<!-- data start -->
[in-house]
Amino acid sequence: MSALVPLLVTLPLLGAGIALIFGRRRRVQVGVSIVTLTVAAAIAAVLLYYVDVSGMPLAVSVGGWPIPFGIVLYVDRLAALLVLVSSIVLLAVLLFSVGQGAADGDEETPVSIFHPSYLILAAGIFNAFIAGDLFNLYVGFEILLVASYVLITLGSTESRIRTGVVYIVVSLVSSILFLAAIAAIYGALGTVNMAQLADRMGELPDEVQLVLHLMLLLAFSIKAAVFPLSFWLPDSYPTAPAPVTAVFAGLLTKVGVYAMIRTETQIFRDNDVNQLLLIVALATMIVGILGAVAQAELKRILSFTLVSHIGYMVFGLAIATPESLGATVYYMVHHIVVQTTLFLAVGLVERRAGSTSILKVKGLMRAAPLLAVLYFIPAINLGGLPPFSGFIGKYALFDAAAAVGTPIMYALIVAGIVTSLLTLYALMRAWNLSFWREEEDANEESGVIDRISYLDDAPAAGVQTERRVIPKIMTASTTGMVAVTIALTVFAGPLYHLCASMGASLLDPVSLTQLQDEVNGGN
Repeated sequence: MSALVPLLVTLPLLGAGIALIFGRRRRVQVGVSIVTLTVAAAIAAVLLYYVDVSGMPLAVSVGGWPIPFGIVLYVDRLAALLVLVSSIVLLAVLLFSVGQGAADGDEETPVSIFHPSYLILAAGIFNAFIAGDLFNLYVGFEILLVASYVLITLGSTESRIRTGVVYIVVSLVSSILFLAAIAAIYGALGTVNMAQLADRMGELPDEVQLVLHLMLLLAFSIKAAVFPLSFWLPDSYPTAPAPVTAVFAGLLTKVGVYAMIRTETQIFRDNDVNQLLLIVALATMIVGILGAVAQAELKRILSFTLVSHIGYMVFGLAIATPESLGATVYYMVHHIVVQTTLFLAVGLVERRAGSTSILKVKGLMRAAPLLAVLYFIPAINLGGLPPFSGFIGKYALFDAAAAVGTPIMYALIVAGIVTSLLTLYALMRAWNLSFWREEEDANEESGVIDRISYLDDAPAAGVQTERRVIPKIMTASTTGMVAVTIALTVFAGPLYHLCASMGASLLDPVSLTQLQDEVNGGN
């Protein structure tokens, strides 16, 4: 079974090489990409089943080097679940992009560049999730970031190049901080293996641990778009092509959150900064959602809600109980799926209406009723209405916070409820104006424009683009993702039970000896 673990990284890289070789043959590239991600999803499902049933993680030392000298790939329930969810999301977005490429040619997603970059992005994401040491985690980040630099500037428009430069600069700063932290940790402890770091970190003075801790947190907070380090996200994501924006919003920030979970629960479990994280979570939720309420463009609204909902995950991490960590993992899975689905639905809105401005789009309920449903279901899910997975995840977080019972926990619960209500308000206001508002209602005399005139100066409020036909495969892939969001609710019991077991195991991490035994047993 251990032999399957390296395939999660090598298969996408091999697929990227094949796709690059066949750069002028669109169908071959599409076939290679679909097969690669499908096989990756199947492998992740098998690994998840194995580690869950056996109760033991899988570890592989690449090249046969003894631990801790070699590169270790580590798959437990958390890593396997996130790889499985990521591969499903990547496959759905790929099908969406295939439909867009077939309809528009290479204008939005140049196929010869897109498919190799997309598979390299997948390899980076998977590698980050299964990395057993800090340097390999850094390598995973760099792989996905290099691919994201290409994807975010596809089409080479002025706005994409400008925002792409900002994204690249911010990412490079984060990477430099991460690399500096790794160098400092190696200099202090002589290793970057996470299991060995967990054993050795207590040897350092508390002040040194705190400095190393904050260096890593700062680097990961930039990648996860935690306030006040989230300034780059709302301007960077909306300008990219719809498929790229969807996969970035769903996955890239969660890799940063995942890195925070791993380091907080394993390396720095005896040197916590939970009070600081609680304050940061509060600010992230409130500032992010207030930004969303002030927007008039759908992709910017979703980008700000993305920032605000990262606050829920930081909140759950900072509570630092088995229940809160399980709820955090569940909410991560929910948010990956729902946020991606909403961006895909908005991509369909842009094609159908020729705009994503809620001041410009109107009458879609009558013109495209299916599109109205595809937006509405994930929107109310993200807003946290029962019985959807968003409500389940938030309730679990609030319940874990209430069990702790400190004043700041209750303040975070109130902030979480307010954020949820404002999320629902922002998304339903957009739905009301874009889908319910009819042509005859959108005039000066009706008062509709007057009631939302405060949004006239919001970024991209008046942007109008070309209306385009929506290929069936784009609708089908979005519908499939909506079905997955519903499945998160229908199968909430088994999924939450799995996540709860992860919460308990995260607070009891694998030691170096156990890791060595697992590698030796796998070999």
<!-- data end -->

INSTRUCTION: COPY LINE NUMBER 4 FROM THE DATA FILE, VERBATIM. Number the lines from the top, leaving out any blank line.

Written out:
């Protein structure tokens, strides 16, 4: 079974090489990409089943080097679940992009560049999730970031190049901080293996641990778009092509959150900064959602809600109980799926209406009723209405916070409820104006424009683009993702039970000896 673990990284890289070789043959590239991600999803499902049933993680030392000298790939329930969810999301977005490429040619997603970059992005994401040491985690980040630099500037428009430069600069700063932290940790402890770091970190003075801790947190907070380090996200994501924006919003920030979970629960479990994280979570939720309420463009609204909902995950991490960590993992899975689905639905809105401005789009309920449903279901899910997975995840977080019972926990619960209500308000206001508002209602005399005139100066409020036909495969892939969001609710019991077991195991991490035994047993 251990032999399957390296395939999660090598298969996408091999697929990227094949796709690059066949750069002028669109169908071959599409076939290679679909097969690669499908096989990756199947492998992740098998690994998840194995580690869950056996109760033991899988570890592989690449090249046969003894631990801790070699590169270790580590798959437990958390890593396997996130790889499985990521591969499903990547496959759905790929099908969406295939439909867009077939309809528009290479204008939005140049196929010869897109498919190799997309598979390299997948390899980076998977590698980050299964990395057993800090340097390999850094390598995973760099792989996905290099691919994201290409994807975010596809089409080479002025706005994409400008925002792409900002994204690249911010990412490079984060990477430099991460690399500096790794160098400092190696200099202090002589290793970057996470299991060995967990054993050795207590040897350092508390002040040194705190400095190393904050260096890593700062680097990961930039990648996860935690306030006040989230300034780059709302301007960077909306300008990219719809498929790229969807996969970035769903996955890239969660890799940063995942890195925070791993380091907080394993390396720095005896040197916590939970009070600081609680304050940061509060600010992230409130500032992010207030930004969303002030927007008039759908992709910017979703980008700000993305920032605000990262606050829920930081909140759950900072509570630092088995229940809160399980709820955090569940909410991560929910948010990956729902946020991606909403961006895909908005991509369909842009094609159908020729705009994503809620001041410009109107009458879609009558013109495209299916599109109205595809937006509405994930929107109310993200807003946290029962019985959807968003409500389940938030309730679990609030319940874990209430069990702790400190004043700041209750303040975070109130902030979480307010954020949820404002999320629902922002998304339903957009739905009301874009889908319910009819042509005859959108005039000066009706008062509709007057009631939302405060949004006239919001970024991209008046942007109008070309209306385009929506290929069936784009609708089908979005519908499939909506079905997955519903499945998160229908199968909430088994999924939450799995996540709860992860919460308990995260607070009891694998030691170096156990890791060595697992590698030796796998070999």